Durable, high-end design
Accurate GPS and heart rate sensors
Plenty of workout modes and health features
Two-day battery life
Activity metrics split up between Suunto app and Google Fit
Incompatible with external HR sensors
Wear OS has limitations that hinder the overall experience
Too pricey for the feature set
Update: April 2, 2020: We have updated our Suunto 7 review with new pricing details. Check out the value section of this review for more details on a Suunto 7 price drop.
Suunto doesn’t have as much clout in the GPS watch space as it used to. Garmin is the go-to for outdoor fitness watches for most people, while Apple, Samsung, Google, and even Fitbit have been surpassing the Finnish company in the smartwatch realm. That’s why the Suunto 7 exists. The company is trying its best to appeal to outdoorsy users and those who still want a good smartwatch.
Did it succeed? It’s kind of a mixed bag, but I do like a lot about the Suunto 7. I haven’t even thought about switching to another watch since I started wearing it, and that says something. This is our full Suunto 7 review.
Top-notch hardware and design
- Glass fibre reinforced polyamide casing
- Stainless steel bezel
- 1GB of RAM
- 4.5GB of user-accessible storage
- Wi-Fi only (no LTE)
The Suunto 7 looks more like a GPS sports watch than it does any other Wear OS watch. It’s big — maybe too big for a lot of people. The 50mm case is pretty much the max I’d go for my average-sized wrists. Luckily it’s relatively light at 70g.
The whole thing feels really high quality, though. The polyamide material that makes up the case feels sturdy and comfortable, and the side buttons are clicky and easy to find. And that strap, oh man, that strap. It’s great. It didn’t get caught on my clothes, and I quite like the texture on the outside. My one complaint is that the strap loop moves around the watch strap a little more than I’d like it to.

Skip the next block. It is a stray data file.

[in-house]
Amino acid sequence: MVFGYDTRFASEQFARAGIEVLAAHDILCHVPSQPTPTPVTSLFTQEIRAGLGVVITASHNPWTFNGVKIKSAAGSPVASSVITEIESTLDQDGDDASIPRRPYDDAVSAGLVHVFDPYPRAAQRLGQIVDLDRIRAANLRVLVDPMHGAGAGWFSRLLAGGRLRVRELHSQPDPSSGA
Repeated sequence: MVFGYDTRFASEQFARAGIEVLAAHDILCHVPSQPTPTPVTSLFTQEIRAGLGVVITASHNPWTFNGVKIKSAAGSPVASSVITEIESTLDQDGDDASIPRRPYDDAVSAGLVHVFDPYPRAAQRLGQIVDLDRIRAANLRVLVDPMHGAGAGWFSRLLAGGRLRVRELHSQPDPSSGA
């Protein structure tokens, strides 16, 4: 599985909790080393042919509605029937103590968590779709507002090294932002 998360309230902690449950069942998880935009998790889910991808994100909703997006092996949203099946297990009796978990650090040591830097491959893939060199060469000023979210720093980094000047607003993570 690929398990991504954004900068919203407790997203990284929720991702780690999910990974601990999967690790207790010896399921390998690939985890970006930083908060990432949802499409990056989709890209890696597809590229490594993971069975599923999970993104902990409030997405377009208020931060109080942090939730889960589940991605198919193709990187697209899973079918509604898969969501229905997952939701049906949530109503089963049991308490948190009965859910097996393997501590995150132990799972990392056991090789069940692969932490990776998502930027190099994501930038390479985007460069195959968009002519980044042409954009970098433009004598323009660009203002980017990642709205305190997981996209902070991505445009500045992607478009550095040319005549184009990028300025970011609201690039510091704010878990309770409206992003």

There are four buttons around the watch case. The top-left is the home/all apps button, the top-right is the non-programmable Suunto app button, and the other two are both programmable. Wear OS really benefits from a rotatable crown, but unfortunately there isn’t one on the Suunto 7.
The watch is this big for two reasons: for the display and battery. The 1.39-inch AMOLED display is fantastic. Colors are great, and the size makes it easy to read notifications.
Suunto surprised us a little at CES when it claimed two-day battery life for the Suunto 7 — not a small feat for a Wear OS watch. But I’m happy to say the claims are legitimate. I often got a solid two days out of the Suunto 7, even when wearing it to bed and recording an exercise at the gym during the evening. I usually went to bed on the first night with about 65% left in the tank.
These numbers are for “normal” smartwatch use: receiving notifications, using Google Pay, tracking workouts, etc. If you’re running the GPS continuously, battery life drops down to 12 hours.
All-day battery life and quick performance — Suunto nailed the hardware with the Suunto 7.
Suunto is actually the first Wear OS watchmaker to utilize the Qualcomm Snapdragon 3100’s power-saving sports mode. You can read more about that here, and see Suunto’s Mikko Ahlstrom explain the feature to Android Authority during an interview at CES.
Speaking of that Qualcomm processor, performance is good. It’s the same ol’ story as all other recent Wear OS watches: Google Assistant hiccups from time to time and the setup process is a little laggy. Everything else is smooth sailing.
Suunto has been making watches for a long time, so I’m not surprised the hardware is top notch.
Fitness and health tracking
The Suunto 7 is in the same ballpark as other mid-range multisport watches. It has built-in GPS (with GLONASS, QZSS, and Beidou), an optical heart rate sensor, and a barometric altimeter. It can track over 70 sport modes, including running (outdoor, interval, race, trail, and more), hiking, pool and open water swimming, and many other niche activities. There’s a catch-all “unspecified activity” for outdoor and indoor sports, too. There’s no triathlon mode here though, likely because the battery wouldn’t be able to last that long.